If authorities aim to consistently address these types of risks, then policy reform is needed. Specifically, authorities need macroprudential instruments that cover the financial system as a whole. Instruments should apply to both lenders and borrowers, targeting entities and activities. Current macroprudential requirements mainly apply to bank credit, which is only one component of total credit. But we argue that all forms of credit can contribute to credit booms and busts. Hence, all forms of credit need to be within scope, i.e. bank loans, non-bank loans and debt securities, whether domestic or cross-border. In addition to non-bank lenders, macroprudential policy can directly target total credit of borrowers. In this context, while mortgage lending can come from non-bank sources, such as pension funds, insurers and investment funds, loan-to-value (LTV) limits in several EU countries currently only apply to lending by domestic banks. Such LTV limits should apply instead to all forms of lending, as they do e.g. in the Netherlands.
Going forward and as we discuss in the ESRB strategy paper, the development of several of the following tools might be prioritized. The following are the focus of intensive work in international fora, including the ESRB:
- Leverage and liquidity tools for investment funds: to prevent runs on investment funds, authorities should use existing legal tools to limit both direct and synthetic leverage. For example, the EU’s Alternative Investment Fund Manager Directive (AIFMD) gives authorities the legal basis to restrict funds’ use of debt and derivatives. Moreover, authorities should ensure that funds have access to liquidity management tools like redemption fees, gates and swing pricing.
- Macroprudential margin and haircut requirements: These instruments restrict the amount of financing that can be obtained from a given amount of collateral through the cycle. By requiring conservative margin and haircuts during financial upturns, they can combat procyclicality during downturns, and thus soften systemic shocks in the repo and derivative markets.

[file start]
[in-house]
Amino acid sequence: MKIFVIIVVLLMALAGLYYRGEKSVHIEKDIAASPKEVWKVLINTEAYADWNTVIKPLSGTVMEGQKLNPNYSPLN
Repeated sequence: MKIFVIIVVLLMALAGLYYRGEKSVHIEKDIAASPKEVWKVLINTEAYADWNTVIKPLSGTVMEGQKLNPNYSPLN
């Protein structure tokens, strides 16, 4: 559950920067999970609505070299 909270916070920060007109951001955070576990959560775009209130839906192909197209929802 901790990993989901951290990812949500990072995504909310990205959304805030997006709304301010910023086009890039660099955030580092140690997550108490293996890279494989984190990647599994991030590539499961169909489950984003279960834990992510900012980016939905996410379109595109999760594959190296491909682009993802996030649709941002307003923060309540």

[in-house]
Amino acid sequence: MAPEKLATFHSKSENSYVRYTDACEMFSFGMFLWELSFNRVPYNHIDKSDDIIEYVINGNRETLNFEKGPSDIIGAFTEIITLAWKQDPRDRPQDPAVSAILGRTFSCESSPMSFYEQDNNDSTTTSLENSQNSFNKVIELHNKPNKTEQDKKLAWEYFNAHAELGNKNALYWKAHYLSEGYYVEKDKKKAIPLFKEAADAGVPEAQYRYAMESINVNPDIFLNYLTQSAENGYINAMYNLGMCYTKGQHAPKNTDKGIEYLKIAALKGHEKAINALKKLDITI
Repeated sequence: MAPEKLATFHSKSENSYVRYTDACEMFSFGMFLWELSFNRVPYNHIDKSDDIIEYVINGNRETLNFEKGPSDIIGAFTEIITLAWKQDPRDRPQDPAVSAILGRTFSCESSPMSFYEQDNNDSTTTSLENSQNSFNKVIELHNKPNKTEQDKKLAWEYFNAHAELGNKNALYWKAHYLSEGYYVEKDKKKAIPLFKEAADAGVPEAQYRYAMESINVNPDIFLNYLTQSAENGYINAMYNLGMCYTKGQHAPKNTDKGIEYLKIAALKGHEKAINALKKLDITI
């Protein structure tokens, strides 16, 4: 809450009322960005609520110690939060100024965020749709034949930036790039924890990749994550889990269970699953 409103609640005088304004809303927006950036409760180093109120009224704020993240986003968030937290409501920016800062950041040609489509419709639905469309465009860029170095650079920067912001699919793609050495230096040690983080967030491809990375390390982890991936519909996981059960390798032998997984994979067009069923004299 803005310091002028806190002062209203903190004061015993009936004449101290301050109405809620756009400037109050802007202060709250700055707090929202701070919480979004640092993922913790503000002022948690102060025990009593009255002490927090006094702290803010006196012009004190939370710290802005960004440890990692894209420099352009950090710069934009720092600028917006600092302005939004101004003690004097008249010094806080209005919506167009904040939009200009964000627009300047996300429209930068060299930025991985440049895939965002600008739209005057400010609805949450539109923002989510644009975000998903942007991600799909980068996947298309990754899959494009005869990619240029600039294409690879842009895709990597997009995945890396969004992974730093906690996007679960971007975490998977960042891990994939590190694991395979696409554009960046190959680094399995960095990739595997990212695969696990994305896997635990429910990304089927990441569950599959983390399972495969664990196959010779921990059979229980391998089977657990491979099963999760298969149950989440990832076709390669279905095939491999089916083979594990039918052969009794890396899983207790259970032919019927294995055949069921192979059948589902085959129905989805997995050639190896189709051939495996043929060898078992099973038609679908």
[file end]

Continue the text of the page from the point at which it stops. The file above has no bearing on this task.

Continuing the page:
- Activity-based measures for commercial real estate: Like LTV measures for residential mortgages, LTV limits for commercial real estate loans could combat excessive credit. Ideally they should apply equally regardless of whether credit is provided by banks, insurers, investment funds or others.
- Recovery and resolution plans for non-banks: Credible recovery and resolution plans can ensure that institutions can fail without pulling down the entire system. This is relevant for the insurance sector, but also central counterparties (CCPs), which are highly interconnected with the rest of the financial system. New EU rules focus on precisely this area.
In developing this new policy area, a few challenges will need to be tackled. These include:
- What level of stability do societies want? While most policymakers and the public agree that crises are costly and that the avoidance of crises contributes to long-term growth, there could be short-term trade-offs between growth and stability. When these arise, how should society balance the two objectives?
- How much should policymakers worry about the links between banks and non-banks? For example, if the banking sector is made more resilient, can it be better insulated from shocks in asset management or in financial markets? Or will contagion channels remain in place through asset and liability-side connections?
- Should policy take a stance on the right balance between banks and markets? While some research suggests that a market-based financial structure may be more conducive to long-run growth and stability than a bank-dominated financial system, this question has deep implications and hence warrants further investigation.
Answers to these questions are the subject of discussion, and readers are more than welcome to weigh in. Feel free to use the comment section below.
In the meantime, there is an ambitious work program for European macroprudential, microprudential and business conduct authorities. While the specific mandates of these authorities differ, they all share a commitment to promoting financial stability and sustainable welfare in Europe. By working together, these authorities can continue to contribute to a safe, stable and diversified European financial system.
Jon Frost is a senior economist in the Financial Stability Division at De Nederlandsche Bank. Julia Giese works in the Bank’s Macro Financial Analysis Division.